The run from Kahului to Hana is one of the standard tourist day trips. Only about 50 miles, the twists and the scenery easily stretch it to half a day each way. This afternoon, we were going against the flow. Most of the little rental cars were returning to Kahului by now. For biking, it would be good to keep that daily pulsebeat in mind.

Just west of Hana is another of the few “official” camping places on Maui, Waianapanapa State Park. We got there after hours, and a sign directed us to application forms to fill out, under a covered breezeway. In the gathering dusk, we set up tents on a broad lawn above a gray pebble beach. In the morning, reading the fine print, it was not entirely clear whether the “applications” we’d completed really entitled us to camp there. Something about deadlines and waiting lists. So we quietly packed and left. This might be something to check on.

There is no other evident public place to make a nightly stop all along the fifty miles of that north shore of the Hana Highway. Keep in mind, the weather will probably be wet! However, people in Hawaii are friendly. If you are social at all, you will meet people, as I did, who live all over the island. It is a small favor to ask to camp in someone’s front yard, if you’re into it. So many places, coming to a house, the drive would open out into a tiny, lovely valley, the dwelling set like a jewel among fruit trees and palms. If I had it to do again, there are two different acquaintances who’d be happy to have me, nightly stops to break up the Hana run. Remember, in Hawaii it is always warm.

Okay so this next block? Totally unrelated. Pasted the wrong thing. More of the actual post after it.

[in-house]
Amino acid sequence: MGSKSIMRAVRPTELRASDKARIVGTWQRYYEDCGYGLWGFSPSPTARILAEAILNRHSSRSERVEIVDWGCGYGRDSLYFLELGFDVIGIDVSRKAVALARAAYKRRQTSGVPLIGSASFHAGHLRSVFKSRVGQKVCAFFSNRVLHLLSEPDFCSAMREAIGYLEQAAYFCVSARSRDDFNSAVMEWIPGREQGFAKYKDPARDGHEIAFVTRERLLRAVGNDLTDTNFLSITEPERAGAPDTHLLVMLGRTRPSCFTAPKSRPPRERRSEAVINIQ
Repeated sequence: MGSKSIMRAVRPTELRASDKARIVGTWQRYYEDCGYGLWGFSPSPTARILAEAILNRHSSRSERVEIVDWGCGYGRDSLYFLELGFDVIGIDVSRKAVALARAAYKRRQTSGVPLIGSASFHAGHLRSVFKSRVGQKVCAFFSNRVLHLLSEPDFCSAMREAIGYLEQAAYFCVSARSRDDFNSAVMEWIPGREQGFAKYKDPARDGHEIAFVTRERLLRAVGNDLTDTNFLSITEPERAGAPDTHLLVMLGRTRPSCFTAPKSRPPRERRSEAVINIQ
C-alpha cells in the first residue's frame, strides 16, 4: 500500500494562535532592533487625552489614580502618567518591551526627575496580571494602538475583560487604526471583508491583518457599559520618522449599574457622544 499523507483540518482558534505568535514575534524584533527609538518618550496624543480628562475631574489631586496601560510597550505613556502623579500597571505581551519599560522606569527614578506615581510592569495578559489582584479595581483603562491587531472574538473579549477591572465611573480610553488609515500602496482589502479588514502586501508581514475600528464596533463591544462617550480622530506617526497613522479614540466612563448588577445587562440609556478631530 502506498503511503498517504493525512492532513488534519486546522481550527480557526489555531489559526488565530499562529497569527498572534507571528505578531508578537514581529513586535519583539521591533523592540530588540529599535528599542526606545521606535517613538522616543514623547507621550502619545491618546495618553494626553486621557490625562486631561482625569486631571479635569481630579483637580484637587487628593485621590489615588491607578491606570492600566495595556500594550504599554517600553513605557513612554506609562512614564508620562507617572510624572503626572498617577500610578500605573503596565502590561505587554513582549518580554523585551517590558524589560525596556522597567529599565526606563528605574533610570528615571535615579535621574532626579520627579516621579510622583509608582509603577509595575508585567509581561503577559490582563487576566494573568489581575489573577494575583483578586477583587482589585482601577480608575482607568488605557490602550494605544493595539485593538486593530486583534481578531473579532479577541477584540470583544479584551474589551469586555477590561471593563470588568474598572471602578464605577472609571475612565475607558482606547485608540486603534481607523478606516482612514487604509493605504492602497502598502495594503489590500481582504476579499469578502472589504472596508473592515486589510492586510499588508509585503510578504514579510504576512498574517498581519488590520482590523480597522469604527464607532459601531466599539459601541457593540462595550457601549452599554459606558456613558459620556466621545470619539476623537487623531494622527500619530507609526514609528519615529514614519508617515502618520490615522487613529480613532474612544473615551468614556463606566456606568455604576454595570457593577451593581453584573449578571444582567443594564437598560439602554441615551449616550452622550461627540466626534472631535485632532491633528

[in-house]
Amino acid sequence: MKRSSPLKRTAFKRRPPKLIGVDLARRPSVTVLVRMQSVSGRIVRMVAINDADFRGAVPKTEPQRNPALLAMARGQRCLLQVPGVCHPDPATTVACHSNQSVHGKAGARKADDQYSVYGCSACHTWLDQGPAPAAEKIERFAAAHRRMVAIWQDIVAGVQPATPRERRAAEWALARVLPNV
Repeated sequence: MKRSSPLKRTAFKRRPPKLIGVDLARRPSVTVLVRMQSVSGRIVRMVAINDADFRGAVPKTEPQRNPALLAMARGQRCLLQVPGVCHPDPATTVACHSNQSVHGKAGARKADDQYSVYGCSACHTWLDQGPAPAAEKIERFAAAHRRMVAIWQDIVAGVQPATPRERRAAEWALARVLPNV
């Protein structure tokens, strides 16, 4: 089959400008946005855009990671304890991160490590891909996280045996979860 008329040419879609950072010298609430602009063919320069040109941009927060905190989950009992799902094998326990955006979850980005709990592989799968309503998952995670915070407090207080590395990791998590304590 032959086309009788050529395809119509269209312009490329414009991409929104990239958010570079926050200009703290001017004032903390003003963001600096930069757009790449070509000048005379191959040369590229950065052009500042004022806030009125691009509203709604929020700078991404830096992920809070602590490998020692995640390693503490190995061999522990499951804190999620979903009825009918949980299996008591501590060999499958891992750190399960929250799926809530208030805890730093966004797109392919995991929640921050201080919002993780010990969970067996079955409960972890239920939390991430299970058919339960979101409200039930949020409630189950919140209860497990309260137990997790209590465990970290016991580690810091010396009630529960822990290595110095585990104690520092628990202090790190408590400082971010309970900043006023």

Fifty miles is, of course not all that long a biking day. The road itself does not climb very high, but it is continual up and down; therefore more slow. Coming east from Kahului, the last town with a store is Paia. You would have to climb uphill from the coast, and out of your way, to other towns, such as Haiku. These are nice short trips in their own right, if you are in the area; but along the Hana Highway, Paia is the last real town.

Paia is pretty dang touristy. It has a really great place for provisions, Mana Natural Foods. This store looks like it was once a small grocery, now groaning under the weight of its success. The crowded aisles are narrow, and there are signs asking you to leave any packs up at the front, just for navigation logistics. You almost get the impression of having to crawl over the other customers while shopping, but the prices are good and the selection is outstanding. A high percentage of the Hana day tripping tourists undoubtedly stop there.

Along the Hana Highway, another option for food is the numerous fruit stands. These look as though local residents, when they realized their trees were going to provide more than they could personally use, decided to share the aloha with visitors. So they slapped a few boards together, stuck it out by the gate or driveway, and piled atop whatever crop was producing. Nobody is there to take your money. Prices are marked, and there is a jar or can for the payment, honor system.